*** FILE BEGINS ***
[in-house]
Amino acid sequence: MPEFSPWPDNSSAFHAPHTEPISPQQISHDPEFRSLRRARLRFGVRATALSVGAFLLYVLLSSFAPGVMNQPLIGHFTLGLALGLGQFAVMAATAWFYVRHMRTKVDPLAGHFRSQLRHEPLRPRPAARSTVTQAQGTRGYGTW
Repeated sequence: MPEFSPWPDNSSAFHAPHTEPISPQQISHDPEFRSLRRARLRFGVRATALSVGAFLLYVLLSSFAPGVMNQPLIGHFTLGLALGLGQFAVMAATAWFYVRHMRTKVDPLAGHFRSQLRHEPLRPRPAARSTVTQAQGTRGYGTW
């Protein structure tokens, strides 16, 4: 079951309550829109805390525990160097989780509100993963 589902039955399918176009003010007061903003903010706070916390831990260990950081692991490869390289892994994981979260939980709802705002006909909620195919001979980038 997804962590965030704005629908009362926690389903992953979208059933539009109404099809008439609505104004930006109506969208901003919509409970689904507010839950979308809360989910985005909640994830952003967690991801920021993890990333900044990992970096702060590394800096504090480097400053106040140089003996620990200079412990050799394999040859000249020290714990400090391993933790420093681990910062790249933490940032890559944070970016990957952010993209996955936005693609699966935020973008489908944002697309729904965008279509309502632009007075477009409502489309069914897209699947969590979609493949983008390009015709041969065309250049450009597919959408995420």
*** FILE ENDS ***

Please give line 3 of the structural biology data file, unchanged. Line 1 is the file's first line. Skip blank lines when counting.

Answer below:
Repeated sequence: MPEFSPWPDNSSAFHAPHTEPISPQQISHDPEFRSLRRARLRFGVRATALSVGAFLLYVLLSSFAPGVMNQPLIGHFTLGLALGLGQFAVMAATAWFYVRHMRTKVDPLAGHFRSQLRHEPLRPRPAARSTVTQAQGTRGYGTW